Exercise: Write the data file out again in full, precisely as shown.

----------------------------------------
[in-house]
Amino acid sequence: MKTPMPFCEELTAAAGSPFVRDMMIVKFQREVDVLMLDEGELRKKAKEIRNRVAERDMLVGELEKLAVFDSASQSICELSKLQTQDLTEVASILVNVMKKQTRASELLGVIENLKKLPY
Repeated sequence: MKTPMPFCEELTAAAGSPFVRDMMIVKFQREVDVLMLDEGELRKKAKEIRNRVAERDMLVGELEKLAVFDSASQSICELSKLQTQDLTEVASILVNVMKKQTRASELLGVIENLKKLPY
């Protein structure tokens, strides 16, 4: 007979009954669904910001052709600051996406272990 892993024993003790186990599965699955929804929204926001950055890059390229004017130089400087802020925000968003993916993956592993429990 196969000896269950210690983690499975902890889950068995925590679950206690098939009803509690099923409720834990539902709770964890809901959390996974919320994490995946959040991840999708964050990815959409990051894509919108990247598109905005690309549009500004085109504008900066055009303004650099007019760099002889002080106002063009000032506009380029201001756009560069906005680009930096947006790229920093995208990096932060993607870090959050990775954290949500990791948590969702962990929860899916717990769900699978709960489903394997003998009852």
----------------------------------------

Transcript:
[in-house]
Amino acid sequence: MKTPMPFCEELTAAAGSPFVRDMMIVKFQREVDVLMLDEGELRKKAKEIRNRVAERDMLVGELEKLAVFDSASQSICELSKLQTQDLTEVASILVNVMKKQTRASELLGVIENLKKLPY
Repeated sequence: MKTPMPFCEELTAAAGSPFVRDMMIVKFQREVDVLMLDEGELRKKAKEIRNRVAERDMLVGELEKLAVFDSASQSICELSKLQTQDLTEVASILVNVMKKQTRASELLGVIENLKKLPY
């Protein structure tokens, strides 16, 4: 007979009954669904910001052709600051996406272990 892993024993003790186990599965699955929804929204926001950055890059390229004017130089400087802020925000968003993916993956592993429990 196969000896269950210690983690499975902890889950068995925590679950206690098939009803509690099923409720834990539902709770964890809901959390996974919320994490995946959040991840999708964050990815959409990051894509919108990247598109905005690309549009500004085109504008900066055009303004650099007019760099002889002080106002063009000032506009380029201001756009560069906005680009930096947006790229920093995208990096932060993607870090959050990775954290949500990791948590969702962990929860899916717990769900699978709960489903394997003998009852």